Enter the full floater rear end. With a full floater, there is no more knock-back, or risk of your wheel coming off if the axle breaks. It’s much safer and reliable than the old standard set ups. While this technology isn’t new by any means, it’s just now become more available in the Pro Touring world.
What is a full-floater? It’s a fairly simple concept. There is a completely separate outer hub bearing-assembly that holds the weight of the car and holds all the brakes. For converting the directional force, a full floating axle is slid in – it’s splined at both ends, meaning that it’s only job is to twist. No carrying of weight, no bending or bowing is possible, just twist and that’s it. On a bad day if you snap an axle, your car won’t come smashing down to the ground.
We caught up with Rick Elam of Baer Brakes, to help explain a full floater and why their system is different. “The problem in the past with full-floaters in street applications is nobody made one. The few people running them were adapting them from late-model dirt applications and they are a much larger, wider set up that doesn’t fit under a street car, among other issues such as stud spacing,” explained Elam. The goal was simple for Baer – refine a racing full-floater to easily adapt to and fit a street application.
Enter the Baer Brake full-floater set up that hosts a ton of technology packed into one neat package. Baer developed a complete full-floater conversion that can be adapted to just about any application. Rick told us some of the benefits that Baer’s kits have to offer. “Our kits are much narrower than traditional floater designs and can fit street wheels. In addition ours have standard car stud spacing and we even incorporated a parking brake,” explained Rick.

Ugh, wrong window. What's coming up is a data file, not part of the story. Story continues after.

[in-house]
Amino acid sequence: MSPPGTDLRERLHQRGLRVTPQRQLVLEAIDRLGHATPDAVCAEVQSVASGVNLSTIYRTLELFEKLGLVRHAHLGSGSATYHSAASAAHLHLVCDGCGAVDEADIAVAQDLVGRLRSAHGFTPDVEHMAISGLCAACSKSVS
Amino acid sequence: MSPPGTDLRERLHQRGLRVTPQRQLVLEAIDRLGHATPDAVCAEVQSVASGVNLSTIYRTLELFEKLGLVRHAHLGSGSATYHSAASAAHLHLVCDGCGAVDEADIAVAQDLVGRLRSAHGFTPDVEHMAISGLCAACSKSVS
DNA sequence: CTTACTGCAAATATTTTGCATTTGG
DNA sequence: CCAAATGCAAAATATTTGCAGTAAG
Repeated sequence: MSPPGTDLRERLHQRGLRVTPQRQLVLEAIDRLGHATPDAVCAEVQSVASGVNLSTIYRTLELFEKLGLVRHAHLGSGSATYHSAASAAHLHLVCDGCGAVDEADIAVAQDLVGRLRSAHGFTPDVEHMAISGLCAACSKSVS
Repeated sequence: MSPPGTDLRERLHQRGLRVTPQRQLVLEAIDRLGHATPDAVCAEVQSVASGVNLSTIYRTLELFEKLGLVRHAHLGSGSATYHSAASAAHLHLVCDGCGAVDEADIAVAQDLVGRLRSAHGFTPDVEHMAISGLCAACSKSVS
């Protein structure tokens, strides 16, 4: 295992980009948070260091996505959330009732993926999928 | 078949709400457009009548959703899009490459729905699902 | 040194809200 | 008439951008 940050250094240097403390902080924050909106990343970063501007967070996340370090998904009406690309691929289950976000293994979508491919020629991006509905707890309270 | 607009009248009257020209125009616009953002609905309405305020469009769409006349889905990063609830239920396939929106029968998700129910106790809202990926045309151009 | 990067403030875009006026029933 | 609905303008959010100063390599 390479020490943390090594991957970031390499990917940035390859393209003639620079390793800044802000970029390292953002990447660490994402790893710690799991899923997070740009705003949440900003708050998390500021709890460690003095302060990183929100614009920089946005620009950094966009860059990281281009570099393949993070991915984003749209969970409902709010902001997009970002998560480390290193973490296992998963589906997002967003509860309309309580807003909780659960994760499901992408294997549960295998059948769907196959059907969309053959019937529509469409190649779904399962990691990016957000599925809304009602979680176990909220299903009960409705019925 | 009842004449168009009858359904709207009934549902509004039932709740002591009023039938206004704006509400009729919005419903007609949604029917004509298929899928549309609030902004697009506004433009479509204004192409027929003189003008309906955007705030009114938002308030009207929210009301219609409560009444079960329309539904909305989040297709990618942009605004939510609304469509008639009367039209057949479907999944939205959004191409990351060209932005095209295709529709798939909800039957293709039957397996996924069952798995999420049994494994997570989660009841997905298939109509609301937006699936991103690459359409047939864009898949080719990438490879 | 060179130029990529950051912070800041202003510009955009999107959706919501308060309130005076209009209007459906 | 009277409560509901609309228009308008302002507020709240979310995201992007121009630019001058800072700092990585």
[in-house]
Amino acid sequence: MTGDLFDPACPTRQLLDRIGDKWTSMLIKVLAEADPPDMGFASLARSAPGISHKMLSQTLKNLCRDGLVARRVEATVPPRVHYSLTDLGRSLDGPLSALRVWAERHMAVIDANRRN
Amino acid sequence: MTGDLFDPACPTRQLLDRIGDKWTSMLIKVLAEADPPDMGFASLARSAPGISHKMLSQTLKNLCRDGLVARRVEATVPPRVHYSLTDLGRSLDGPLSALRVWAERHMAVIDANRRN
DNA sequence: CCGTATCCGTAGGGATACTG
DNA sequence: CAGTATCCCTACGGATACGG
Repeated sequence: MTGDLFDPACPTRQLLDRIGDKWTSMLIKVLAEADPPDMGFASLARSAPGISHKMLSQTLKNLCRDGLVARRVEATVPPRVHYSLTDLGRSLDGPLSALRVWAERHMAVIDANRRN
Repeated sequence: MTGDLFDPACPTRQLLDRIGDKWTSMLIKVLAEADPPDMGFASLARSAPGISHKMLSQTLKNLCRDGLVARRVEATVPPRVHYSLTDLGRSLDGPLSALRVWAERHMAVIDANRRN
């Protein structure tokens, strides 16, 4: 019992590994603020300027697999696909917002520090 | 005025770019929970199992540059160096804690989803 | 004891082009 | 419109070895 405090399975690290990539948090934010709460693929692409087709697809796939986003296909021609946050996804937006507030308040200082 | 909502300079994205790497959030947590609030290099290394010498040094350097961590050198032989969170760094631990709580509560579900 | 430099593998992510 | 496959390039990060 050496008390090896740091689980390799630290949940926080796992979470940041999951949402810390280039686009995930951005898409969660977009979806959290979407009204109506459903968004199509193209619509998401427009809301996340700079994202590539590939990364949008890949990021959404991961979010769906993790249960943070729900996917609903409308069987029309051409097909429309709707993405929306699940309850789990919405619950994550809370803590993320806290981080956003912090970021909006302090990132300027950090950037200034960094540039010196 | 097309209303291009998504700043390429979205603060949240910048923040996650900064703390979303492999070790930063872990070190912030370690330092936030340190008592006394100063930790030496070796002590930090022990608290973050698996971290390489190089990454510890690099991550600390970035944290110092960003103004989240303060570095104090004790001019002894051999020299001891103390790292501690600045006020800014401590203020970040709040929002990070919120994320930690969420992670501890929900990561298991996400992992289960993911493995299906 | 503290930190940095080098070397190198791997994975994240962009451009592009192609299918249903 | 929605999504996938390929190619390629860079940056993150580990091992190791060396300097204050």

“We even made sure that they are ABS compatible for Ford and GM configurations,” continued Rick. “Even the axles are upgraded to a 24-spline set up that is .050″ larger than a standard 35-spline axle, meaning they are incredibly strong.” Finishing off the whole kit they include 1/2″ x 20 ARP race studs to ensure a damn near bulletproof floater set up.
The only real downside to going with a full floater set up as opposed to a non-floater set up is additional cost and space, both of which are marginal. With Baer’s compact system, they only take up 5/8″ more room than a traditional set up, so they will still sit nicely inside your wheels. The other slight concern is that this does require some fabrication.
While the cost is higher than a conventional set-up there are a few things to consider here. Drum brakes are cheaper than disc, but you wouldn’t ever consider putting drum brakes on a high performance application – the same theory of safety applies here.
The last downside is the fabrication part. The good here is that this is a system that’s able to adapt to just about any set up you have. The other great thing here is that Baer works with most rearend manufactures, such as Currie Enterprises or Moser Engineering to name a few. Baer can send their full floater kit straight to them, and they can install the kit and brakes. That means if there is some forethought regarding your differential, you can buy a complete full floater rear with Baer brakes already installed.
For more information, hop on the Baer Brakes website or give them a call at (602) 233-1411